Saturday, April 29, 2017



"But the willingness to be oneself, outside any mediation, in the immediacy of presence, comes up against two obstacles: the presence of others and the unpredictability of an unstable act." Jean-Charles François "Variations on and for Daniel Charles" Open Space Magazine Issue 12/13 fall 2010/winter 2011



April 22, 2017
Seattle Symphony
Benaroya Hall, Seattle

Symphony in B-flat Major (#5) - Bruckner - Seattle Symphony, Ludovic Morlot, conductor

Thank you Stephanie and Dave for the tickets!

It has been quite some time since I had the pleasure of hearing a Bruckner symphony live, in an adequate hall. The magnitude of sound in play requires space around it in order to articulate its dynamic range. Recordings are all very fine, but the physical space you yourself, as an auditor, are in, is uniquely essential for these works to address you fully.

But it wasn't the sound that struck me this time around (though the local crew performed magnificently), it was the polyvalent transparency between phrases, between lines of ongoing counterpoint, between beginnings of things and middles of things and ends of things, between the symphony and me, that spoke. It was as though an epic timespan, in mid explosion, had been captured in freeze-frame and conjured into being in order to sculpt of negative sound defined by symphonic shards, an explicit silence.

Joseph Adam
Toccata in F Major, BWV 540 - J. S. Bach
Organ Concerto in A minor, BWV 593 - J. S. Bach
Prelude and Fugue in A minor, BWV 543 - J. S. Bach

We were doubly fortunate to finally hear the organ at Benaroya all by itself. I notice they have stopped referring to it in the program by its brand-name. Did the sponsorship contract run out?

April 27, 2017
Your Mother Should Know
Your Mother Should Know, Sarah Pasillas, Alone In Dead Bars, Sun Dummy
Victory Lounge, Seattle

Everybody was playing "acoustic(ish)". YMSK was, with two performers (Neal Kosály-Meyer and Karen Eisenbrey), the largest ensemble of the night. Alone In Dead Bars is John Maiello of Dead Bars, and "Liz" constituted the whole of Sun Dummy. Sarah Pasillas was without apparent alias. The performing area at VL is nothing more than a few square feet of space in front of the window bench, on a level with what would be the mosh pit if it weren't just a place for folks to stand at the end of the bar. The combination, and the friends-of-the-acts-full audience, made for a lovely intimate feel throughout, and not just in the banter between, but in the warm play of conversation that swaddled the performances. I have confessed before: I am a sucker for guitar strumming she-minstrels, so I was not sorry to be there at all, even though it was late for me to be out on a work night. Sarah plays with a near-yodel break between registers, to potent effect. Sun Dummy lives, I think, to lift her voice into a spot behind the mask that evokes oboe or english-horn timbre, a bit like Courtney Marie Andrews, but a few steps lower - more mezzo than coloratura. Hearing Dead Bars songs in this context, without the neo-punk band armor, brought out their more tender, vulnerable aspects. Kind of a trip, actually.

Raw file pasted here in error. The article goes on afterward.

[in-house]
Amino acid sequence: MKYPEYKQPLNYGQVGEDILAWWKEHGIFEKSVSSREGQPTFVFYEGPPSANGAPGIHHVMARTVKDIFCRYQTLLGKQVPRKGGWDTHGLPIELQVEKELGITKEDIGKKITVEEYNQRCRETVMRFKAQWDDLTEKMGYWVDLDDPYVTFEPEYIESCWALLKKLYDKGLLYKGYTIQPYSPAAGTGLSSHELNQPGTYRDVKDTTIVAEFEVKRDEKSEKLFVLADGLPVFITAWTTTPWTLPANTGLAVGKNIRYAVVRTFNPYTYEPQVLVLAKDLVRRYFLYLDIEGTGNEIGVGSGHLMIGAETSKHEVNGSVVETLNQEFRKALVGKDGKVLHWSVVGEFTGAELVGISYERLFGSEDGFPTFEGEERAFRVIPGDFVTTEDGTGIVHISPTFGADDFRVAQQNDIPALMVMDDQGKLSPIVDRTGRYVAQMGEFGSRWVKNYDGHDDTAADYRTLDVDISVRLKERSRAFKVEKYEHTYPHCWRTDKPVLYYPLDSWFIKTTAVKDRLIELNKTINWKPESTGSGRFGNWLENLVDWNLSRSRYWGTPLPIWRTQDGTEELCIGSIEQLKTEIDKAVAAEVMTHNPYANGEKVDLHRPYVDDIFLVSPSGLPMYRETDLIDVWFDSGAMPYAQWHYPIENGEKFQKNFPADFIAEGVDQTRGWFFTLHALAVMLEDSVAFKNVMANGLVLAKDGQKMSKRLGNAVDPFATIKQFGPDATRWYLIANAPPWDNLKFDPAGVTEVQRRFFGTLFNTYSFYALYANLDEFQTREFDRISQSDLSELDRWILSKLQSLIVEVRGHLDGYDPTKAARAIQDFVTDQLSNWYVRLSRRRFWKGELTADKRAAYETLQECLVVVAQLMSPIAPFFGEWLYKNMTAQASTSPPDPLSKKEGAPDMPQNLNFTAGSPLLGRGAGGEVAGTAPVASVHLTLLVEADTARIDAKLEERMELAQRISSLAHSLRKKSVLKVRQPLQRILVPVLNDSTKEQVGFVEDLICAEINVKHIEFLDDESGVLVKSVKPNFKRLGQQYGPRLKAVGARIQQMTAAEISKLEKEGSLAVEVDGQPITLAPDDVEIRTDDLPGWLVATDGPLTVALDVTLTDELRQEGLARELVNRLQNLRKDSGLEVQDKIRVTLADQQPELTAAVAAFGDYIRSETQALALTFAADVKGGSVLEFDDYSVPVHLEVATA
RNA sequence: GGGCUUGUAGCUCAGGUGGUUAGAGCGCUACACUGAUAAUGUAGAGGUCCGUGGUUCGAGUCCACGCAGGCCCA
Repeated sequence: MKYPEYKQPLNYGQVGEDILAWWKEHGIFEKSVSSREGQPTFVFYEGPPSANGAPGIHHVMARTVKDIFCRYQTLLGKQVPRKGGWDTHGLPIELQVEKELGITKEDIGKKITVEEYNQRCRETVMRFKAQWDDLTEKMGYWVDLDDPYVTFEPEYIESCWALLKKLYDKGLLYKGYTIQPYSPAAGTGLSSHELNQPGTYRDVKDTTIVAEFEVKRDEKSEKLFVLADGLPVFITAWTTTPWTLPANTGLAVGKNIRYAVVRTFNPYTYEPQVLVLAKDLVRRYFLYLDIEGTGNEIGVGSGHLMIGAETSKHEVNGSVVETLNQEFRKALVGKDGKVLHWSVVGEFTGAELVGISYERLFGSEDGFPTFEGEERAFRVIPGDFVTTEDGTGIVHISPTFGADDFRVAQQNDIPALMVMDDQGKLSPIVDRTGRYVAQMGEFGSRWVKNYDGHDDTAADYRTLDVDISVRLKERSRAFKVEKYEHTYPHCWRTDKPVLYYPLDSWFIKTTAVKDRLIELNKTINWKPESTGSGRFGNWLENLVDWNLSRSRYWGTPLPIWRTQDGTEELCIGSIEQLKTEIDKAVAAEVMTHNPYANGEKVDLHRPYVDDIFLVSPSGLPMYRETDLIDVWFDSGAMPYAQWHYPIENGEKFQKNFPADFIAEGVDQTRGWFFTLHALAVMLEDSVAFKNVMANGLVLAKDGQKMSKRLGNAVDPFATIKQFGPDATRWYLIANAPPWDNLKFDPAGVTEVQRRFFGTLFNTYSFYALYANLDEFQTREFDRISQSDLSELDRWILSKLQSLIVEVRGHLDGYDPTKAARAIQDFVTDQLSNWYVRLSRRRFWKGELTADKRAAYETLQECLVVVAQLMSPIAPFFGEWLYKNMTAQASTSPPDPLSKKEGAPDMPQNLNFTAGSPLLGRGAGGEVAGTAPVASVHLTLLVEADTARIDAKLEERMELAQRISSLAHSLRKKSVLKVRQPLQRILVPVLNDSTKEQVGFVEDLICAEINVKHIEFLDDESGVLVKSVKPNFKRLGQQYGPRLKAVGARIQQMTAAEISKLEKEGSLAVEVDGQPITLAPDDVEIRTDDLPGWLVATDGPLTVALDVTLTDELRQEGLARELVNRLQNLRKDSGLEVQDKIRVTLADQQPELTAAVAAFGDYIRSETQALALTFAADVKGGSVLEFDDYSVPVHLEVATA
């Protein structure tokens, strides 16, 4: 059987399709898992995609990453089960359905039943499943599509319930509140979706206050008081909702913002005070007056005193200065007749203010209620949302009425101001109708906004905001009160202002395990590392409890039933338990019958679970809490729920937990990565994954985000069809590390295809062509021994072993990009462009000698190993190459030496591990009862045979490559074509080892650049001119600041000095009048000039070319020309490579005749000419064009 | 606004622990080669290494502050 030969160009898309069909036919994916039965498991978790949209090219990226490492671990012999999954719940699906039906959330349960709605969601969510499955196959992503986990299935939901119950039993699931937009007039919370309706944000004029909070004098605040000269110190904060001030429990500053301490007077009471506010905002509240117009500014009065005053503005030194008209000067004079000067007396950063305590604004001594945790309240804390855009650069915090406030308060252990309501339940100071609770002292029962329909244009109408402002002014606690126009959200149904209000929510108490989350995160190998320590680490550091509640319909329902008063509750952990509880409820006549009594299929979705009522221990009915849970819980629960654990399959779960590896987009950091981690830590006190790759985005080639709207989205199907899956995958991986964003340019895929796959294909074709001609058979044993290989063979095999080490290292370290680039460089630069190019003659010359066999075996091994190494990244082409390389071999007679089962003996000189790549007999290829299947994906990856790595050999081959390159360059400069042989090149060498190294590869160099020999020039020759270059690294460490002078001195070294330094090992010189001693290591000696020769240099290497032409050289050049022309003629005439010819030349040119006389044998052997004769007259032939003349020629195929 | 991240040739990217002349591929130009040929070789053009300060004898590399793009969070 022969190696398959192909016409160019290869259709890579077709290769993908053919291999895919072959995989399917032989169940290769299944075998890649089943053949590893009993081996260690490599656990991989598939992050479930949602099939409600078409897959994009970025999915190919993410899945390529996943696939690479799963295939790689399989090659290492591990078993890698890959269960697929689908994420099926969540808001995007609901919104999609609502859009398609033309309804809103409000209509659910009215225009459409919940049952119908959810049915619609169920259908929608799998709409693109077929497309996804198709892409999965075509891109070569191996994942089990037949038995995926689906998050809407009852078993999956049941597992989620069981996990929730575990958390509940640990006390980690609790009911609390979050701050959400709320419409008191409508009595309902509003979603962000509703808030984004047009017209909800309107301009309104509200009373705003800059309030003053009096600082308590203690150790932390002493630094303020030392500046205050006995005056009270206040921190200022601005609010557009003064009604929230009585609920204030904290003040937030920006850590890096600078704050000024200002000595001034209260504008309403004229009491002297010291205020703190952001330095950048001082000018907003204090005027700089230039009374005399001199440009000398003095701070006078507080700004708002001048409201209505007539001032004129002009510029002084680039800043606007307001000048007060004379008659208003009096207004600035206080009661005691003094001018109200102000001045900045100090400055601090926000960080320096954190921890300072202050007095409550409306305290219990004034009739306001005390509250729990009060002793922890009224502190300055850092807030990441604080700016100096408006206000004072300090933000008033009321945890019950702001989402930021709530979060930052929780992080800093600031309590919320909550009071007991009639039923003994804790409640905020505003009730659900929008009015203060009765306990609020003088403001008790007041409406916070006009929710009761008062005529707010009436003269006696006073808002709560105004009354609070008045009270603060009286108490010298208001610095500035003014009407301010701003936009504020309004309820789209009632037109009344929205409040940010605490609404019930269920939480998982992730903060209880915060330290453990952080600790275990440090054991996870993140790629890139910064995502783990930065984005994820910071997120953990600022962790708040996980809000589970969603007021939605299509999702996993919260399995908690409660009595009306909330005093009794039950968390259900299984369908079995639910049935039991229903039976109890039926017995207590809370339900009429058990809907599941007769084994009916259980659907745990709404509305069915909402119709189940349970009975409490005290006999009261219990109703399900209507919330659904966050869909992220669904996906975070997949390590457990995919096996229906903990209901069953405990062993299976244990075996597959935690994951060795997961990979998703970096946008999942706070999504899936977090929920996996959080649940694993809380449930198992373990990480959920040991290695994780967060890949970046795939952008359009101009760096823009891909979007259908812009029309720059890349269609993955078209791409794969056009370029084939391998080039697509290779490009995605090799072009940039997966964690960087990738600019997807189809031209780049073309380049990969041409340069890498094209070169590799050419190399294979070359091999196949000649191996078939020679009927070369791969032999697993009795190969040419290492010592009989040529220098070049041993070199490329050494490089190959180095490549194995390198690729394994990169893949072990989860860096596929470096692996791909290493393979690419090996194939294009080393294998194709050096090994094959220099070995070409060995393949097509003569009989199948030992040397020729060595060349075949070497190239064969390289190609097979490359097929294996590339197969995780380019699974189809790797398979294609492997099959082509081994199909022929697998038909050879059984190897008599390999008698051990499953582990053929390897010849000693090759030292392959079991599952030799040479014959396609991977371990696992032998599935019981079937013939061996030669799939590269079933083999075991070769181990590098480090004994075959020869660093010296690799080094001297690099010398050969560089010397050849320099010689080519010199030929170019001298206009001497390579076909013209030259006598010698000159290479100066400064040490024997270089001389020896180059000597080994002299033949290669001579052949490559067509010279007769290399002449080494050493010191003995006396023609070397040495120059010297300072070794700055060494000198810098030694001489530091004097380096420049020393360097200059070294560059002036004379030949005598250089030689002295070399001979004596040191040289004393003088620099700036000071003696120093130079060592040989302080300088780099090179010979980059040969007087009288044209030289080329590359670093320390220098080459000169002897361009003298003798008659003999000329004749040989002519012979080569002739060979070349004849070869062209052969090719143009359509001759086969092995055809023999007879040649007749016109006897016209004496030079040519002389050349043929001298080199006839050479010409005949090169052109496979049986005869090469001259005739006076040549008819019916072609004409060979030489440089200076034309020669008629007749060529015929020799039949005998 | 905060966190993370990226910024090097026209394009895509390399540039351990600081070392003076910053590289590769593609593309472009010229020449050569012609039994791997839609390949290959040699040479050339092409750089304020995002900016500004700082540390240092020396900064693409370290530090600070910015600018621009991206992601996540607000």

April 25, 2017
Jeremiah 17:5-8 - Keith Eisenbrey - Karen Eisenbrey, Keith Eisenbrey [take 2 from a recording session at Jack Straw Productions on May 10, 2005]

Part of the pleasure of writing songs, for me, is that it gives me an opportunity to get my compositional jollies - without the self-inflicted intellectually prideful pressure I find when writing for solo piano. In this case, I find all sorts of ways to confuse one voice with another, and to trace multiple non-explicit threads through an otherwise straightforward texture. Must admit, that just toots my horn.

Gradus 90 - Neal Kosály-Meyer [January 2006]

Due to a data entry error I have listened to this twice this same month. I found myself (still puzzling about Bruckner) thinking about silence. I may be misinterpreting somewhat, but in conversation Neal professes to be aiming, in Gradus, at a Cagean concept of silence. Specifically he hopes that no sound made therein would be amiss in a performance of 4'33". But what I was wondering was whether the accomplishment of this is doomed to failure, not because Neal makes 'musical' sounds but because Cage's silence is particular, personal, unique, to Cage, unapproachable outside of his own ear. His verbal explanations and theories about it are no more capable of guiding us to the actual 'it' of it than any other verbal blurble is to any musical experience at all. It can only point at what can't be experienced, report on wonders irrevocably lost.

The Prairie-Grass Dividing - [from Campfire Songs] - Brian Cobb

Paced at first like Korean court music, it accumulates the sounds of everything stowed in the wagon.

Banned Rehearsal 904 - Karen Eisenbrey, Keith Eisenbrey, Steve Kennedy, Aaron Keyt [February 2016]

Assembled from Telepaths 43, KK&S here in Seattle, Aaron in Summerville, MA. With fine-tipped crayons we scribble tiny textures. Wallace (Aaron's rented spinet) joins in from afar. Quiet plucking of an evening. Drum a long crookedy line. Busy bugs on a forest floor, scattering gently.

In Session at the Tintinabulary

April 24, 2017
Banned Rehearsal 933 - Karen Eisenbrey, Keith Eisenbrey, Steve Kennedy

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